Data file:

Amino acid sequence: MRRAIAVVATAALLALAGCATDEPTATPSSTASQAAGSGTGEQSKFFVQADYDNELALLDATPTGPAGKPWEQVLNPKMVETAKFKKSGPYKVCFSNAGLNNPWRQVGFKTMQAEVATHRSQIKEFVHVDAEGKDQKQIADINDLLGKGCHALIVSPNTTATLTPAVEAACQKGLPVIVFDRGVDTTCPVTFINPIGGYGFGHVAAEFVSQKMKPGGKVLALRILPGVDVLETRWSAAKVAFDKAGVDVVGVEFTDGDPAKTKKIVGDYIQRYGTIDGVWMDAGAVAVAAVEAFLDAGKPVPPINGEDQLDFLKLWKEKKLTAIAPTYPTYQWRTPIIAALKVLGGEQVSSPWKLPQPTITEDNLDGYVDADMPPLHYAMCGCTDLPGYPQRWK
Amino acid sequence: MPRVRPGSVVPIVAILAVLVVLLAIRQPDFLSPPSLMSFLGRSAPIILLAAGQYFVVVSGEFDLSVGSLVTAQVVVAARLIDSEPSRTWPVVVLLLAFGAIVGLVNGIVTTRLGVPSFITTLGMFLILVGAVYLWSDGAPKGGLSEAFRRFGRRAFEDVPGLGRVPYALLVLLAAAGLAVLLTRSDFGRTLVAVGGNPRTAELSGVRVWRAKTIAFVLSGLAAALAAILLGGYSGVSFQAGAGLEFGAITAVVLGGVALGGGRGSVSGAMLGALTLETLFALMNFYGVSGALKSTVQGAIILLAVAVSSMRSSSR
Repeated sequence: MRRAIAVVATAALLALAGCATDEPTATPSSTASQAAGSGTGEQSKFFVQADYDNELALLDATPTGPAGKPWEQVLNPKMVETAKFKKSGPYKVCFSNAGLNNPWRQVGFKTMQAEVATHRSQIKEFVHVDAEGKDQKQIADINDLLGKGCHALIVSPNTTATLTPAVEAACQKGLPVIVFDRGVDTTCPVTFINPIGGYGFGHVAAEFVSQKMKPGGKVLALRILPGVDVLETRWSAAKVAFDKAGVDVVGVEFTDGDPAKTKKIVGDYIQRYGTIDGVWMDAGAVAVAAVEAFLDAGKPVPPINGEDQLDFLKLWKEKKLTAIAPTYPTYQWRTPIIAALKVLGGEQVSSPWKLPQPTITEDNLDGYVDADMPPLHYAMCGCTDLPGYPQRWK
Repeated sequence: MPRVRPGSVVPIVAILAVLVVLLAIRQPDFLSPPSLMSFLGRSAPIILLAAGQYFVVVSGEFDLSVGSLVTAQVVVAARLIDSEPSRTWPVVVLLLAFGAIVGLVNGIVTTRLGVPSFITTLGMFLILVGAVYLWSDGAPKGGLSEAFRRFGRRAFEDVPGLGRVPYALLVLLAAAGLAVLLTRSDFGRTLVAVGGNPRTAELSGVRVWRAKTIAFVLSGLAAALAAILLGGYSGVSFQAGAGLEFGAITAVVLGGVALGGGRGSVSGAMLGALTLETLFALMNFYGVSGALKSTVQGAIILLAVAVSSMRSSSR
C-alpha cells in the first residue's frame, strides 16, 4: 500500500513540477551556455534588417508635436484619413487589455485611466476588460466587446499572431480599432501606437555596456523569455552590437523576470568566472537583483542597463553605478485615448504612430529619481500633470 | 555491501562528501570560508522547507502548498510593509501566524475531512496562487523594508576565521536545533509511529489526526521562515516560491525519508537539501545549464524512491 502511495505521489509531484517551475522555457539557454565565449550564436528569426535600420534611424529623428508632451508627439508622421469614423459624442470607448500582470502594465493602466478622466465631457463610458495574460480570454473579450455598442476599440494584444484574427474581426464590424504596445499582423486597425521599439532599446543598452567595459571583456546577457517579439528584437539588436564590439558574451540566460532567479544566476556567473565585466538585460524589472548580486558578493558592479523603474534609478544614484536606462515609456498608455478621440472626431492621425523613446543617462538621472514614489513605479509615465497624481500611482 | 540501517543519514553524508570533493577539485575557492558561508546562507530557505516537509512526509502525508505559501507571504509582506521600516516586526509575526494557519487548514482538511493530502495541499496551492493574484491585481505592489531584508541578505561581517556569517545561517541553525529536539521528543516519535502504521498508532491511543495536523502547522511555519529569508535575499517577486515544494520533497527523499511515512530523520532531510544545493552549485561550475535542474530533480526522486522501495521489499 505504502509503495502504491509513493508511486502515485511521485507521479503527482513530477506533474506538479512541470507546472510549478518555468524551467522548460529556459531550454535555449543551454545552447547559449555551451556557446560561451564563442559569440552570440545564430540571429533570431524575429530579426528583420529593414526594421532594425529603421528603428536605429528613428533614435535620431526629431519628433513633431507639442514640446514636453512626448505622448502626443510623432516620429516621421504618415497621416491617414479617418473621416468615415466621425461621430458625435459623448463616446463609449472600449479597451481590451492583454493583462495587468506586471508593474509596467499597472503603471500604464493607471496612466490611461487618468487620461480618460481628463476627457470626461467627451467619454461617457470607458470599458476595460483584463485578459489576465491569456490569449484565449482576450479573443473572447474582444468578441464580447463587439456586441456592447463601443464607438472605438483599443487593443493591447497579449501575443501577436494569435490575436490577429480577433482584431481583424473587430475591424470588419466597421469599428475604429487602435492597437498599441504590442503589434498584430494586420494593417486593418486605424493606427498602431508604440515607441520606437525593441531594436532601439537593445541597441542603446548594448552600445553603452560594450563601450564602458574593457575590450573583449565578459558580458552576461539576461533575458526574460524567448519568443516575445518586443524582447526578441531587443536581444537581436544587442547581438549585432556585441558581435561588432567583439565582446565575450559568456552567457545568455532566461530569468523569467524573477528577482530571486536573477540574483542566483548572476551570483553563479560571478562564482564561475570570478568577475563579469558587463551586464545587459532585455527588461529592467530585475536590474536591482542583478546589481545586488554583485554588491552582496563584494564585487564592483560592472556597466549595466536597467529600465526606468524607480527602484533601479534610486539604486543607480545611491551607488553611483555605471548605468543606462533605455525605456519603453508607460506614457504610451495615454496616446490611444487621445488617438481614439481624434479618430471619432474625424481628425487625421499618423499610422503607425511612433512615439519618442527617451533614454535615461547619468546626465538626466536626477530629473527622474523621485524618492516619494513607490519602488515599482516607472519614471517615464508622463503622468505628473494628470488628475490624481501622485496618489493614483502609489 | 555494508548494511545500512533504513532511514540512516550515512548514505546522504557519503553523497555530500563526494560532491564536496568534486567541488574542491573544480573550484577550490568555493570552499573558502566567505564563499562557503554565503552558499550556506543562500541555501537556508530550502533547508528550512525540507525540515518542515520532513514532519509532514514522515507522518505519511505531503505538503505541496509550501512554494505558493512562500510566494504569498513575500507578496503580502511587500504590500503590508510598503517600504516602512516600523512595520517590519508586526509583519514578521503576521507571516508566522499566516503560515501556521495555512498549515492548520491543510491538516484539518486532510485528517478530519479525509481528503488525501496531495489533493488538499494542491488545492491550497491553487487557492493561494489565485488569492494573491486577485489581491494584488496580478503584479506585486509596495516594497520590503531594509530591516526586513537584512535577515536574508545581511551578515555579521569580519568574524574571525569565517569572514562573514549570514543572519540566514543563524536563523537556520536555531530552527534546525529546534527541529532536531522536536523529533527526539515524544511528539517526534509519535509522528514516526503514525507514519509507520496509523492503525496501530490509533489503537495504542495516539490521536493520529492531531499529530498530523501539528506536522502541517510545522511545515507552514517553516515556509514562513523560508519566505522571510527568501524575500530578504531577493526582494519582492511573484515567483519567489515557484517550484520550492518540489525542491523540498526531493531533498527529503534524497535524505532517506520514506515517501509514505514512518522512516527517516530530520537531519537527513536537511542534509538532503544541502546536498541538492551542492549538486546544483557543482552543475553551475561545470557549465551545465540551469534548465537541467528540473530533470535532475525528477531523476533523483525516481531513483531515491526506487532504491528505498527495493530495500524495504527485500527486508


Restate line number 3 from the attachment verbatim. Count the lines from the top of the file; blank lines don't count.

Repeated sequence: MRRAIAVVATAALLALAGCATDEPTATPSSTASQAAGSGTGEQSKFFVQADYDNELALLDATPTGPAGKPWEQVLNPKMVETAKFKKSGPYKVCFSNAGLNNPWRQVGFKTMQAEVATHRSQIKEFVHVDAEGKDQKQIADINDLLGKGCHALIVSPNTTATLTPAVEAACQKGLPVIVFDRGVDTTCPVTFINPIGGYGFGHVAAEFVSQKMKPGGKVLALRILPGVDVLETRWSAAKVAFDKAGVDVVGVEFTDGDPAKTKKIVGDYIQRYGTIDGVWMDAGAVAVAAVEAFLDAGKPVPPINGEDQLDFLKLWKEKKLTAIAPTYPTYQWRTPIIAALKVLGGEQVSSPWKLPQPTITEDNLDGYVDADMPPLHYAMCGCTDLPGYPQRWK